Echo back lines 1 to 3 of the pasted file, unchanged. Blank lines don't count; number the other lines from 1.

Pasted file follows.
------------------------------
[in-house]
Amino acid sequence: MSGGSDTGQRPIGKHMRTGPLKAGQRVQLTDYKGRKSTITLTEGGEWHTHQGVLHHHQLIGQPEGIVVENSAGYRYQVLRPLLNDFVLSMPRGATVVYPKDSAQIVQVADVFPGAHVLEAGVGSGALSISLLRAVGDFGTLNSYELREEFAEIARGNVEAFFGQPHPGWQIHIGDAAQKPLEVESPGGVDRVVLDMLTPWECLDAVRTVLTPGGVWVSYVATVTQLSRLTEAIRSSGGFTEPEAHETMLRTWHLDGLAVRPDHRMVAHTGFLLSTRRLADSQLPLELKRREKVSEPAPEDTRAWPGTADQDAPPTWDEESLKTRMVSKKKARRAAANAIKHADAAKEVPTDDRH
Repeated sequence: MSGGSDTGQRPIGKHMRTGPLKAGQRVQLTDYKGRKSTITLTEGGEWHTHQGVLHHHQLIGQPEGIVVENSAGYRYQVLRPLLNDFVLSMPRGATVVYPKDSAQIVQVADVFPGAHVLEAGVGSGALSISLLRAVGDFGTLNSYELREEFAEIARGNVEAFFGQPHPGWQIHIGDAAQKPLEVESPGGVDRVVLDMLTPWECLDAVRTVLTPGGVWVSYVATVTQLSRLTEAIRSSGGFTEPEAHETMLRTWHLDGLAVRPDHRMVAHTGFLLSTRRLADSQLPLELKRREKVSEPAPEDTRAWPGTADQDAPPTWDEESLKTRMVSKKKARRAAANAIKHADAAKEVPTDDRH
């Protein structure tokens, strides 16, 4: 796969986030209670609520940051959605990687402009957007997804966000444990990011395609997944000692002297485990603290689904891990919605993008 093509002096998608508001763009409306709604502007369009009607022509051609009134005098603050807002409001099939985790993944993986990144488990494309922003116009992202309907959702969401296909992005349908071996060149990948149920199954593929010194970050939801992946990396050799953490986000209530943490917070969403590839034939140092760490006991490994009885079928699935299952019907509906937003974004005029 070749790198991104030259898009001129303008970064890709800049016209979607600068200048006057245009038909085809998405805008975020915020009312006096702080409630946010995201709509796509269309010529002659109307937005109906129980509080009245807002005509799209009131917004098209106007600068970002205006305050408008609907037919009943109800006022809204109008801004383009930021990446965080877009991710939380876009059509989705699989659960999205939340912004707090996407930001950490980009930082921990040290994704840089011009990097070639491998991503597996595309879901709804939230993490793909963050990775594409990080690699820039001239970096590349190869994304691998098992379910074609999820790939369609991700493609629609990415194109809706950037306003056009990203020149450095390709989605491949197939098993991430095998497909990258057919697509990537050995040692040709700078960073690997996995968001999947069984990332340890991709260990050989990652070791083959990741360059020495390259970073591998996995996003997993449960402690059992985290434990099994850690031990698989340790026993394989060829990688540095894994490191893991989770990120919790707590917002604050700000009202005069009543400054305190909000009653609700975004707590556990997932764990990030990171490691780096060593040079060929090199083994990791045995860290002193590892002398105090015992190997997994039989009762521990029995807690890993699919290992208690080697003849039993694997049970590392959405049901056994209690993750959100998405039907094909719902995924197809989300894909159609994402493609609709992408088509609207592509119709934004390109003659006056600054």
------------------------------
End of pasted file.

[in-house]
Amino acid sequence: MSGGSDTGQRPIGKHMRTGPLKAGQRVQLTDYKGRKSTITLTEGGEWHTHQGVLHHHQLIGQPEGIVVENSAGYRYQVLRPLLNDFVLSMPRGATVVYPKDSAQIVQVADVFPGAHVLEAGVGSGALSISLLRAVGDFGTLNSYELREEFAEIARGNVEAFFGQPHPGWQIHIGDAAQKPLEVESPGGVDRVVLDMLTPWECLDAVRTVLTPGGVWVSYVATVTQLSRLTEAIRSSGGFTEPEAHETMLRTWHLDGLAVRPDHRMVAHTGFLLSTRRLADSQLPLELKRREKVSEPAPEDTRAWPGTADQDAPPTWDEESLKTRMVSKKKARRAAANAIKHADAAKEVPTDDRH
Repeated sequence: MSGGSDTGQRPIGKHMRTGPLKAGQRVQLTDYKGRKSTITLTEGGEWHTHQGVLHHHQLIGQPEGIVVENSAGYRYQVLRPLLNDFVLSMPRGATVVYPKDSAQIVQVADVFPGAHVLEAGVGSGALSISLLRAVGDFGTLNSYELREEFAEIARGNVEAFFGQPHPGWQIHIGDAAQKPLEVESPGGVDRVVLDMLTPWECLDAVRTVLTPGGVWVSYVATVTQLSRLTEAIRSSGGFTEPEAHETMLRTWHLDGLAVRPDHRMVAHTGFLLSTRRLADSQLPLELKRREKVSEPAPEDTRAWPGTADQDAPPTWDEESLKTRMVSKKKARRAAANAIKHADAAKEVPTDDRH